Authors : Ignacio Arenillas, José A. Arz, Fariza Metsana-Oussaid, Vicente Gilabert, Djelloul Belhai : A historical review of the extinction, survival, and evolutionary models of planktic foraminifera proposed for the Cretaceous/Paleogene boundary (KPB) mass extinction event sometimes leaves the impression that there is still no conclusive evidence to support any single one of them. Two main models have been put forward: i) catastrophic mass extinction, almost total for some authors, compatible with the geologically instantaneous paleoenvironmental effects of a large meteorite impact (Chicxulub impact, Mexico); and ii) gradual mass extinction, compatible with the paleoenvironmental effects of massive, long-lasting volcanism (Deccan Traps, India). Over the years, a lot of evidence has been proposed supporting one hypothesis or the other, highlighting isotopic (δ18O, δ13C, 87Sr/86Sr) as well as taphonomic, biostratigraphic, quantitative (relative and/or absolute abundance), phylogenetic, and even teratological. We review previous planktic foraminiferal and stable isotope studies, and provide new quantitative and statistical tests from two pelagic sections: the El Kef section (Tunisia), recognized as the most continuous and expanded lowermost Danian section worldwide, and the Sidi Ziane section (Algeria), affected by relevant hiatus in the lower Danian. The results indicate that all the latest Maastrichtian planktic foraminiferal species except those of Guembelitria went extinct exactly at the KPB, supporting the hypothesis of an almost total extinction. In the light of this new evidence, we maintain that the Maastrichtian planktic foraminiferal specimens found worldwide in lower Danian samples could be the result of similar reworking and vertical mixing processes to those at El Kef and Sidi Ziane. HTML XML PDF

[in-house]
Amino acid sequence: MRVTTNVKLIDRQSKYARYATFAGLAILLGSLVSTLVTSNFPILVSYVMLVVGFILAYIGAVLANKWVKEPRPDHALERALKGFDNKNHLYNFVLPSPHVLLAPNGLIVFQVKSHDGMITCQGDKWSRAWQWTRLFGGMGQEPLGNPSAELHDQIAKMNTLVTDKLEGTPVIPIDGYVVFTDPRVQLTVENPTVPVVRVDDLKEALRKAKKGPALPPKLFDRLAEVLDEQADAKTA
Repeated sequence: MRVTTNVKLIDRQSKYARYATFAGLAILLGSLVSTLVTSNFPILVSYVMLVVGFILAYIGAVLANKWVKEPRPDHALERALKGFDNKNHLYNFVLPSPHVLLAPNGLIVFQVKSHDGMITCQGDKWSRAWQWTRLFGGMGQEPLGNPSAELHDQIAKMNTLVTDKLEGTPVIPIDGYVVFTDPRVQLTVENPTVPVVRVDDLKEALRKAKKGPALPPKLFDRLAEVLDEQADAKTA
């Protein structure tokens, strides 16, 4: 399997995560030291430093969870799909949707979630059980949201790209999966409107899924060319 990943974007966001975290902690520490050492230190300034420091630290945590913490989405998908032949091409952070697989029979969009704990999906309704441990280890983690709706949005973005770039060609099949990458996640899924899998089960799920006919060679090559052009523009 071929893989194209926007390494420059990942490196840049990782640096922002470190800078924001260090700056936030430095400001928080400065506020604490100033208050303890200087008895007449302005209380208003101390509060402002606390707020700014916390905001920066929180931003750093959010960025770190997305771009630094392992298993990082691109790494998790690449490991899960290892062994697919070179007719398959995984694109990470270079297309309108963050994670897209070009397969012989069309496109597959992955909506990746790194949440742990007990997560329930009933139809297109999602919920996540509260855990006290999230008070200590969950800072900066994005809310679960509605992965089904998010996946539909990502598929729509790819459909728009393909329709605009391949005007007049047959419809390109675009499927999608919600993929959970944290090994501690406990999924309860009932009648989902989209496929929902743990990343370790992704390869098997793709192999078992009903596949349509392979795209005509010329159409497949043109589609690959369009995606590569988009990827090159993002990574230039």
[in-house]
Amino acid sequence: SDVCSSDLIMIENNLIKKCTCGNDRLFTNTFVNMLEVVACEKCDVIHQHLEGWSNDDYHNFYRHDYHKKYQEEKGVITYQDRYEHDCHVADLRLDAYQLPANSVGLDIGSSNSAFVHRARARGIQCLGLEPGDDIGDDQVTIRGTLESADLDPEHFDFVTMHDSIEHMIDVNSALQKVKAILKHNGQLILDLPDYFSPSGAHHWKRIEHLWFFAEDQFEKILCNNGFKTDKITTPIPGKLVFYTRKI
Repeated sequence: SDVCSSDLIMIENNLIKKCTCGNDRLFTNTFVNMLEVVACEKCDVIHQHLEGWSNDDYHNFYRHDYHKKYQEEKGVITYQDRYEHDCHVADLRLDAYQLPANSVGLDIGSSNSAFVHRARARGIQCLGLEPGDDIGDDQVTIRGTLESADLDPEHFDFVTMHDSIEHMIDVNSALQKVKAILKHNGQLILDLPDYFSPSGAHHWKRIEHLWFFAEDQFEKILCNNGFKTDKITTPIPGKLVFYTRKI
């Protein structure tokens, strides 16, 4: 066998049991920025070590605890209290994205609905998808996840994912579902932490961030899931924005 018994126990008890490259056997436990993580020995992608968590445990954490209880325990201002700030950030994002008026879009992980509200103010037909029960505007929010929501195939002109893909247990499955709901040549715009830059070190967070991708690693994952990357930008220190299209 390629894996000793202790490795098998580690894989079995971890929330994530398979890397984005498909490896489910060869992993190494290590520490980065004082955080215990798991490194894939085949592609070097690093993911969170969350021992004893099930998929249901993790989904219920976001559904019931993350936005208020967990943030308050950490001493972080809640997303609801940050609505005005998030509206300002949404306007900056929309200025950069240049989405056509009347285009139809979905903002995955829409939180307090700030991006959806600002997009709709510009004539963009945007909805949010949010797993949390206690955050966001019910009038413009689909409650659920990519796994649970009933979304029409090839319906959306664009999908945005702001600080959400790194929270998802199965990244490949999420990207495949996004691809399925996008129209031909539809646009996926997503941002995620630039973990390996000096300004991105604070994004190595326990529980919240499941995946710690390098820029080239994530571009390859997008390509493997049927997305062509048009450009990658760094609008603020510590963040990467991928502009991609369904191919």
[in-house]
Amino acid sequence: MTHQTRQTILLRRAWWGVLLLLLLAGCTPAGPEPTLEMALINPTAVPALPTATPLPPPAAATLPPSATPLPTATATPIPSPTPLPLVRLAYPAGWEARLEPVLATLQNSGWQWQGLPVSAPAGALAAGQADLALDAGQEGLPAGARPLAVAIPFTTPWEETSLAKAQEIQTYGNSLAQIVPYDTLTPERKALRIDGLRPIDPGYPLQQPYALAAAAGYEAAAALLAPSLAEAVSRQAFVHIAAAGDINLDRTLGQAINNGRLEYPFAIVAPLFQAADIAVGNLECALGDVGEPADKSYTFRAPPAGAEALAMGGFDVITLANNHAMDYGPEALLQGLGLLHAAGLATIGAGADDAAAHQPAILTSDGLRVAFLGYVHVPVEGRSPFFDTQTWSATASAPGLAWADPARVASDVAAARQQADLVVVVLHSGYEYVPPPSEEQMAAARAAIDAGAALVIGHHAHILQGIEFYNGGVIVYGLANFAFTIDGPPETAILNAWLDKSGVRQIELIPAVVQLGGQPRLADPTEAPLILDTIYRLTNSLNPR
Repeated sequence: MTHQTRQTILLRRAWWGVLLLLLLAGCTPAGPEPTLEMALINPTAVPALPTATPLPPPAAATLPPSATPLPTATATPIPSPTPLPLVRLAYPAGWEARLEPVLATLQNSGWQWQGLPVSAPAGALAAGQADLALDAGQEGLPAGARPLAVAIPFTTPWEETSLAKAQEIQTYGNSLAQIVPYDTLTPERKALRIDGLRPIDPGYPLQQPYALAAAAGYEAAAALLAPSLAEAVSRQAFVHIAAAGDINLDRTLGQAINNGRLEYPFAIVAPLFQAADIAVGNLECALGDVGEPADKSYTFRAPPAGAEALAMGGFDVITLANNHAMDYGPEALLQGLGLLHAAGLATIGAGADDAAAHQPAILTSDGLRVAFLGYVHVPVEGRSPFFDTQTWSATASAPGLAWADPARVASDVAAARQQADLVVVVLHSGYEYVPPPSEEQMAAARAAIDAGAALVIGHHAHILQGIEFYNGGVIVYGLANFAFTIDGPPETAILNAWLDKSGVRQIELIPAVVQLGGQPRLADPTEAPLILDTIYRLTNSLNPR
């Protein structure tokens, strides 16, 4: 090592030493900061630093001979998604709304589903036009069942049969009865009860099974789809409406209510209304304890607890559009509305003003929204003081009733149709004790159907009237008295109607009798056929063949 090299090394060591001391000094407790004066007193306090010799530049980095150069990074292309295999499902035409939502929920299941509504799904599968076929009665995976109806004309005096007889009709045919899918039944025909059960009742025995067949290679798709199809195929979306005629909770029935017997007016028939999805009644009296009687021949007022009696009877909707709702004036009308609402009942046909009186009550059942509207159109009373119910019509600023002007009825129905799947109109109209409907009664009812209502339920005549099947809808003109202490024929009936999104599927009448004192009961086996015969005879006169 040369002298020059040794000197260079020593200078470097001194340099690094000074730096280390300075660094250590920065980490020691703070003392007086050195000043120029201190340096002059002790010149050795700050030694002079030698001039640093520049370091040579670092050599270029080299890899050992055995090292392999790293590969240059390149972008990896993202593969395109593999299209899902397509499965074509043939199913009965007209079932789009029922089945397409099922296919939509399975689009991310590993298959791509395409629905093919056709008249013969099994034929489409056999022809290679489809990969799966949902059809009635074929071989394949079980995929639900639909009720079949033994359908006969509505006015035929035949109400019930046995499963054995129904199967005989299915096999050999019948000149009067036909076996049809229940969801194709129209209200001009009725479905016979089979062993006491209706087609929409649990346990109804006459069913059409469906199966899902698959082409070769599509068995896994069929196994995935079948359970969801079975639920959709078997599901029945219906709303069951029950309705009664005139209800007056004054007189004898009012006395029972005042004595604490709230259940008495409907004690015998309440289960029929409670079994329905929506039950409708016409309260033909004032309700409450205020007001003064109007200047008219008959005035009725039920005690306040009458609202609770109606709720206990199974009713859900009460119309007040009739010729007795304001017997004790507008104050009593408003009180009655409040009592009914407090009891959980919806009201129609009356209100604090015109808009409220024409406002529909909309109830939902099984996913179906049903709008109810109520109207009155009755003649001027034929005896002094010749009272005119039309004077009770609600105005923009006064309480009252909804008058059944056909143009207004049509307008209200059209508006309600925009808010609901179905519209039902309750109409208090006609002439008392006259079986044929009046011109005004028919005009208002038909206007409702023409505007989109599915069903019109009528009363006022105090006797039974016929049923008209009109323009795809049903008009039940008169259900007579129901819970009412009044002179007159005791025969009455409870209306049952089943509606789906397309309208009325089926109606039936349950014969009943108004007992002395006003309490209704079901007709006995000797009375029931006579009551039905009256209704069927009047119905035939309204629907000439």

PubDate: Mon, 7 Feb 2022 17:00:04 +0200
       
  • Deciphering the morphological variation and its ontogenetic dynamics in
           the Late Devonian conodont Icriodus alternatus

    • Abstract: Fossil Record 25(1): 25-41
      DOI : 10.3897/fr.25.80211